ScienceWhy mosquitoes are especially good at smelling you

Why mosquitoes are especially good at smelling you

Some mosquitoes have a near-foolproof thirst for human blood. Previous attempts to prevent the insects from tracking people down by blocking part of mosquitoes’ ability to smell have failed. A new study hints it’s because the bloodsuckers have built-in workarounds to ensure they can always smell us.

For most animals, individual nerve cells in the olfactory system can detect just one type of odor. But Aedes aegypti mosquitoes’ nerve cells can each detect many smells, researchers report August 18 in Cell. That means if a cell were to lose the ability to detect one human odor, it still can pick up on other scents.

The study provides the most detailed map yet of a mosquito’s sense of smell and suggests that concealing human aromas from the insects could be more complicated than researchers thought.

Repellents that block mosquitoes from detecting human-associated scents could be especially tricky to make. “Maybe instead of trying to mask them from finding us, it would be better to find odorants that mosquitoes don’t like to smell,” says Anandasankar Ray, a neuroscientist at the University of California, Riverside who was not involved in the work. Such repellents may confuse or irritate the bloodsuckers and send them flying away (SN: 9/21/11; SN: 3/4/21).

Effective repellents are a key tool to prevent mosquitoes from transmitting disease-causing viruses such as dengue and Zika (SN: 7/11/22). “Mosquitoes are responsible for more human deaths than any other creature,” says Olivia Goldman, a neurobiologist at Rockefeller University in New York City. “The better we understand them, the better that we can have these interventions.”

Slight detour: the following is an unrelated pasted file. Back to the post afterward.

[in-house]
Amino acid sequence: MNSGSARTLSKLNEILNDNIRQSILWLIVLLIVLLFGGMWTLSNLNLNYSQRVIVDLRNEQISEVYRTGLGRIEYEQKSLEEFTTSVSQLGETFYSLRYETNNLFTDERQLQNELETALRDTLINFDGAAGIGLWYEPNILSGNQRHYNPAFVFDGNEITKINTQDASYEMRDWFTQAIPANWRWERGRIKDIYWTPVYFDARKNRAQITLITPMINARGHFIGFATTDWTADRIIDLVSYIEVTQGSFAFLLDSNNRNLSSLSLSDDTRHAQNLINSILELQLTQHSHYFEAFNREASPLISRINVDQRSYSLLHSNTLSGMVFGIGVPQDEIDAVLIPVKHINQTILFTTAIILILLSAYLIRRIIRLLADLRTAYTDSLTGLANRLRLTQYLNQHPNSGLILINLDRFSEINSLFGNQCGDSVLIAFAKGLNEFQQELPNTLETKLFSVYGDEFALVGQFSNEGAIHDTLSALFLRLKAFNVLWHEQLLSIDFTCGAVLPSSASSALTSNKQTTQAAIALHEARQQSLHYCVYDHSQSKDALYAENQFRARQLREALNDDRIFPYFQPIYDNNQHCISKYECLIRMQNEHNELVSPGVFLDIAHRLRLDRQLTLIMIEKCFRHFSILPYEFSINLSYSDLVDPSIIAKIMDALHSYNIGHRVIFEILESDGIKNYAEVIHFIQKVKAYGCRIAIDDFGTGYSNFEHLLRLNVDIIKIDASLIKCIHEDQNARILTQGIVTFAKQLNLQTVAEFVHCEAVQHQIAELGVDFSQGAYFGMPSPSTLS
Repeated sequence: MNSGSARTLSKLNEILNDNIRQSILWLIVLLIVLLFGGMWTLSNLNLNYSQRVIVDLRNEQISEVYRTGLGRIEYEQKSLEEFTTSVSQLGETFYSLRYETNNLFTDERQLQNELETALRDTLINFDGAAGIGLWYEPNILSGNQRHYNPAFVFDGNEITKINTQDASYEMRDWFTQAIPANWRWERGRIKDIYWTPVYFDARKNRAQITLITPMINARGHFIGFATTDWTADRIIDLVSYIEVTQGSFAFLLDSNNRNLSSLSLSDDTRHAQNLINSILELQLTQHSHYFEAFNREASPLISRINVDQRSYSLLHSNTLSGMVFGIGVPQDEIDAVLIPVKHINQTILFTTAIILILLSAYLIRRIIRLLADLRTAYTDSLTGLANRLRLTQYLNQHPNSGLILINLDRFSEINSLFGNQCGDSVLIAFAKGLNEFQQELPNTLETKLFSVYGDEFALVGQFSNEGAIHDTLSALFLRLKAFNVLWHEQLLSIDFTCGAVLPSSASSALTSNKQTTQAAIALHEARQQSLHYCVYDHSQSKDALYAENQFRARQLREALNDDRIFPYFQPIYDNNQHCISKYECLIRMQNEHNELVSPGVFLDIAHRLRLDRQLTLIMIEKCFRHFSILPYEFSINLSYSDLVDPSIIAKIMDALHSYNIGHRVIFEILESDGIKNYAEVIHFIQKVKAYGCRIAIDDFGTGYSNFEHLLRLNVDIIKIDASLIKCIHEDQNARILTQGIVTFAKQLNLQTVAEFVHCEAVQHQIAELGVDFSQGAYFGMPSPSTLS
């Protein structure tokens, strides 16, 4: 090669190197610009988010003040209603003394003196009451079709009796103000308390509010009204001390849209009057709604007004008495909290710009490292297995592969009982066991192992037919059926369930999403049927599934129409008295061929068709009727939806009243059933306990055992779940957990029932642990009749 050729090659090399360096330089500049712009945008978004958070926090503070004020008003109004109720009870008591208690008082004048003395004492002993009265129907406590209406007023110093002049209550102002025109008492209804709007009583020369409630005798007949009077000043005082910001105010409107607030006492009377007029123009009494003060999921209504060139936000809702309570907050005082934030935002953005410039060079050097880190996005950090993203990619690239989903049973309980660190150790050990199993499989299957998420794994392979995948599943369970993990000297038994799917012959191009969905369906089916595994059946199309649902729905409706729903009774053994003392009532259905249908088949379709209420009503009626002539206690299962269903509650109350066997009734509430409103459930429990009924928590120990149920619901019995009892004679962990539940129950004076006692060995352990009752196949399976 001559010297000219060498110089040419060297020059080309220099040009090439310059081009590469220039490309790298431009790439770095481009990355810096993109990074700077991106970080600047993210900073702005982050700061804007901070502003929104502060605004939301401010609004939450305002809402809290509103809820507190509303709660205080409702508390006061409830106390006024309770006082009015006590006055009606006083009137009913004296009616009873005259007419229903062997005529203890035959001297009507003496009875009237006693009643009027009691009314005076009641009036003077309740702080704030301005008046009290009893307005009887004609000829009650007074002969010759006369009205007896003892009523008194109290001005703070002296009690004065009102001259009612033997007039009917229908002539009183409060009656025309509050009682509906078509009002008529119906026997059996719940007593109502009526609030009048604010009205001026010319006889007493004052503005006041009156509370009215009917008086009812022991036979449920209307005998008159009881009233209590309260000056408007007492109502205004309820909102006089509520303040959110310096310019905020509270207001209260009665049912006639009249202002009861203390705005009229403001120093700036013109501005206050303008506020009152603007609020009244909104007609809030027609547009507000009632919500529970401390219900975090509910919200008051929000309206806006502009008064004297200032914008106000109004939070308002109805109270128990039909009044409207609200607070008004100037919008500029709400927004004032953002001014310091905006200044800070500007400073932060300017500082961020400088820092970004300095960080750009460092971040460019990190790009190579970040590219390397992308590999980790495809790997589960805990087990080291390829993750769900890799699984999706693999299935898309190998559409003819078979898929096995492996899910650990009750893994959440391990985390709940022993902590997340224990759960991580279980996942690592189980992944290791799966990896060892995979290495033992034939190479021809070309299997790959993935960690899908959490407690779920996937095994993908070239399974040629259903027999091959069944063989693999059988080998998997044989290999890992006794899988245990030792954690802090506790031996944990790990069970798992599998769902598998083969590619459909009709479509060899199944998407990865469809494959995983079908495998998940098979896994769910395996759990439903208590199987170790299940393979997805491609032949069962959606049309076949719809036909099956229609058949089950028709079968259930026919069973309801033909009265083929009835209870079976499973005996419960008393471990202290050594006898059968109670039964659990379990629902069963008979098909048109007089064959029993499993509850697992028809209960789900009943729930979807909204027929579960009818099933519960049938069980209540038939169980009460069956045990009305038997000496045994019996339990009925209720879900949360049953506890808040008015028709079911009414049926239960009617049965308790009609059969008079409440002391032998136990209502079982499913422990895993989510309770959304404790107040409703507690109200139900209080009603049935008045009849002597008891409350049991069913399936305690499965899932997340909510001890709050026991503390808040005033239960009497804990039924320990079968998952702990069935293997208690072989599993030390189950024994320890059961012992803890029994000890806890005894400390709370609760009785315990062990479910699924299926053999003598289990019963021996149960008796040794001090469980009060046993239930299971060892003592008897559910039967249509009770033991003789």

Mosquitoes that feed on people home in on a variety of cues when hunting, including body heat and body odor. The insects smell using their antennae and small appendages close to the mouth. Using three types of sensors in olfactory nerve cells, they can detect chemicals such as carbon dioxide from exhaled breath or components of body odor (SN: 7/16/15).

In previous work, researchers thought that blocking some sensors might hide human scents from mosquitoes by disrupting the smell messages sent to the brain (SN: 12/5/13). But even those sensor-deprived mosquitoes can still smell and bite people, says neurobiologist Margo Herre also of Rockefeller University.

So Goldman, Herre and colleagues added fluorescent labels to A. aegypti nerve cells, or neurons, to learn new details about how the mosquito brain deciphers human odors. Surprisingly, rather than finding the typical single type of sensor per nerve cell, the team found that individual mosquito neurons appear more like sensory hubs.

Genetic analyses confirmed that some of the olfactory nerve cells had more than one type of sensor. Some cells produced electrical signals in response to several mosquito-attracting chemicals found in humans such as octenol and triethyl amine — a sign the neurons could detect more than one type of odor molecule. A separate study published in April in eLife found  similar results in fruit flies, which suggests such a system may be common among insects.

It’s unclear why having redundant ways of detecting people’s odors might be useful to mosquitoes. “Different people can smell very different from one another,” says study coauthor Meg Younger, a neurobiologist at Boston University. “Maybe this is a setup to find a human regardless of what variety of human body odor that human is emitting.”

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